Posterous sent me a final notice that their service is shutting down.
As I mentioned above, it’s sad to see them go and below are a few words about how I was introduced to the service and why it was so great.
I originally learned about Posterous in 2010 on the Future Tense radio program (now the Marketplace Tech Report). Host John Moe posted extras on his Posterous site and I was intrigued by how easy they made it to get content posted out to a blog platform. The biggest hassle for me when it comes to blogging is getting everything to look right, and in the case of audio/video/pictures, look right. To date, I’ve not been able to find as flexible of a landing pad for blog content as the early days of Posterous…it’s a big gap as far as I’m concerned.
I was an avid user of the platform, maintaining several blogs and publishing dozens if not hundreds of posts. This included photos, videos, thoughts, dreams, and ideas. Things took a turn when Twitter acquired Posterous in March of 2012. Development of the platform essentially halted. I got nervous when I read the writing on the wall (actually, it was writing on their FAQ page) and I abandoned ship, taking all of my content with me to my #2 option, WordPress. I actually posted about it in September.
I’m glad I ran when I did, because it means I’m not scrambling now to preserve my posts. Instead I’ll now watch it fade away in peace. Farewell Posterous.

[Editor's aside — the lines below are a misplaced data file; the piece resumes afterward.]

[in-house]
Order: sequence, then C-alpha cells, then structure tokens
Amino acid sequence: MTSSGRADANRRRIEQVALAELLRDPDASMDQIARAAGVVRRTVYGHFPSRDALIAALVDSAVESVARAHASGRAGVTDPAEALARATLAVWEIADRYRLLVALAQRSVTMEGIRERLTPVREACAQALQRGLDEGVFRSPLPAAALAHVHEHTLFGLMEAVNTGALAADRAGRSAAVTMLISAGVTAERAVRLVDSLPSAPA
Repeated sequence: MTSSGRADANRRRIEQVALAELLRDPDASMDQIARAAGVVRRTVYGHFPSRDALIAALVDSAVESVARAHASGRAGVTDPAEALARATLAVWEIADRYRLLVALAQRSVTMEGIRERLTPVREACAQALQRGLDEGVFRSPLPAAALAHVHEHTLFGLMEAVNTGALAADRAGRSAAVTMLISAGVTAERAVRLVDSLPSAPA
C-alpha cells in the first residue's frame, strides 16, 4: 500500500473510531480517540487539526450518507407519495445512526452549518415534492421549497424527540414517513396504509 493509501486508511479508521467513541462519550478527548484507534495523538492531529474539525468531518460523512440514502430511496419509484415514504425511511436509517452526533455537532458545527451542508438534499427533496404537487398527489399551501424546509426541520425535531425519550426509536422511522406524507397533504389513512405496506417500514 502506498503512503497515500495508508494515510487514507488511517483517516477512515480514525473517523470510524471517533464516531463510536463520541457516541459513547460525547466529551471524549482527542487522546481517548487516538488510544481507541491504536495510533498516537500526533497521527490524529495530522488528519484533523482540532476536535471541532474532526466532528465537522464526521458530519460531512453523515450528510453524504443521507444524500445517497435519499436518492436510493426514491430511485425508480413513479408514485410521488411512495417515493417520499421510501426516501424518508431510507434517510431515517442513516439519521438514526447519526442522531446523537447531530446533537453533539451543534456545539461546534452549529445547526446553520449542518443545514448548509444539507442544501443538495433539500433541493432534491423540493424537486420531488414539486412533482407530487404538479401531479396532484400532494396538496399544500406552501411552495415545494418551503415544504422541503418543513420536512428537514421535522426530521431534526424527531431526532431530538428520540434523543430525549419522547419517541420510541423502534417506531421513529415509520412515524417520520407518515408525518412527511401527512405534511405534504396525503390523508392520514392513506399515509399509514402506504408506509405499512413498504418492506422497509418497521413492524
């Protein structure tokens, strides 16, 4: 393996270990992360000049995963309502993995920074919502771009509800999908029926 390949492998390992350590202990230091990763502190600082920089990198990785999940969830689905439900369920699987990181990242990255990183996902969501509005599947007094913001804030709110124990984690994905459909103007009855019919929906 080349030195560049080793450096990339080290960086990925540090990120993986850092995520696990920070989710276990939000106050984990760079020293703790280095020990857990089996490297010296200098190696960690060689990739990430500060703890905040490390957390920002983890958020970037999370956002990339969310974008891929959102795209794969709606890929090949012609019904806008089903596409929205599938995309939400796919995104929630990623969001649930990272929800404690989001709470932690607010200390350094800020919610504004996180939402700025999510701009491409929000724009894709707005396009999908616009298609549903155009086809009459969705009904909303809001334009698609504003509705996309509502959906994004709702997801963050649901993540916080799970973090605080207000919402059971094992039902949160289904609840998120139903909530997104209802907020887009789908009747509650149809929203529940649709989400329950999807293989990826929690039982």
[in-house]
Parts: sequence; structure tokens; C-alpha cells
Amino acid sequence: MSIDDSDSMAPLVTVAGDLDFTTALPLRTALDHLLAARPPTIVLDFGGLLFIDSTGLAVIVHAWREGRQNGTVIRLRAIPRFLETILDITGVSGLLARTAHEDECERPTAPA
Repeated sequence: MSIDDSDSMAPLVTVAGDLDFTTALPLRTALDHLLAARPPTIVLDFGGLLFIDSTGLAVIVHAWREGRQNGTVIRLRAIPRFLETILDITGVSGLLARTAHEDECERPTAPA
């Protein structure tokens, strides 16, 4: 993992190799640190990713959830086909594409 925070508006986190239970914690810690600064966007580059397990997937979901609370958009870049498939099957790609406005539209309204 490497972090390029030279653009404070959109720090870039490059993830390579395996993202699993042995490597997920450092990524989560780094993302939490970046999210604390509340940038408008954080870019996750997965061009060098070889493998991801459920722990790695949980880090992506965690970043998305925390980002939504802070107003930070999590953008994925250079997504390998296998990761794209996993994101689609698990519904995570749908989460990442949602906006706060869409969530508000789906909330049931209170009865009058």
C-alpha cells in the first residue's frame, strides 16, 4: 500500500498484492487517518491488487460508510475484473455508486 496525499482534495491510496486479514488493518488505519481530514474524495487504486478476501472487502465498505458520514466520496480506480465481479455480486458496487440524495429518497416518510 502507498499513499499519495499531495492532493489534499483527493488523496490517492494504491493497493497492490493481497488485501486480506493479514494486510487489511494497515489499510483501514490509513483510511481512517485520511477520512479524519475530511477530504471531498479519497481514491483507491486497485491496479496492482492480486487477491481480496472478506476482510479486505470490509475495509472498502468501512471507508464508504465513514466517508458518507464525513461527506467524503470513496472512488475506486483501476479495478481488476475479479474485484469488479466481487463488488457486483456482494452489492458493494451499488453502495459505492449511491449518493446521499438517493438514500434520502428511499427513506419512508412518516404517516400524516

I just finished listening to an extended Marketplace Tech Report interview with Ray Kurzewil, inventor, futurist, and author. The topic of conversation is what Kurzweil calls “technological singularity,” the convergence of humans and technology.
During the 7 & 10 minute mark of the interview, Kurzweil describes a concept that is essentially virtualization of the brain (virtualization as in what VMWare does with IT infrastructure). I got really excited when I heard this. 🙂 Why? Because I’d never thought to combine the concepts of virtualization and apply them to technological singularity and it’s not that big of a leap to imagine a future where this is a reality. More processing power, more redundancy, better performance, and even leveraging brain power in the cloud.
Mr. Kurzweil is currently Director of Engineering at Google. I’ve followed Kurzweil long before his Google days though, first reading his “Age of Spiritual Machines” when I was in high school. While mileage may vary with the specific dates for predictions he makes, the core ideas of the book are fascinating and describe a more and more realistic picture of the convergence of technology that improves humans. I highly recommend the book (and I’m reminded that I should read his new book published in 2012 which delves deeper into everything I’m excited about above).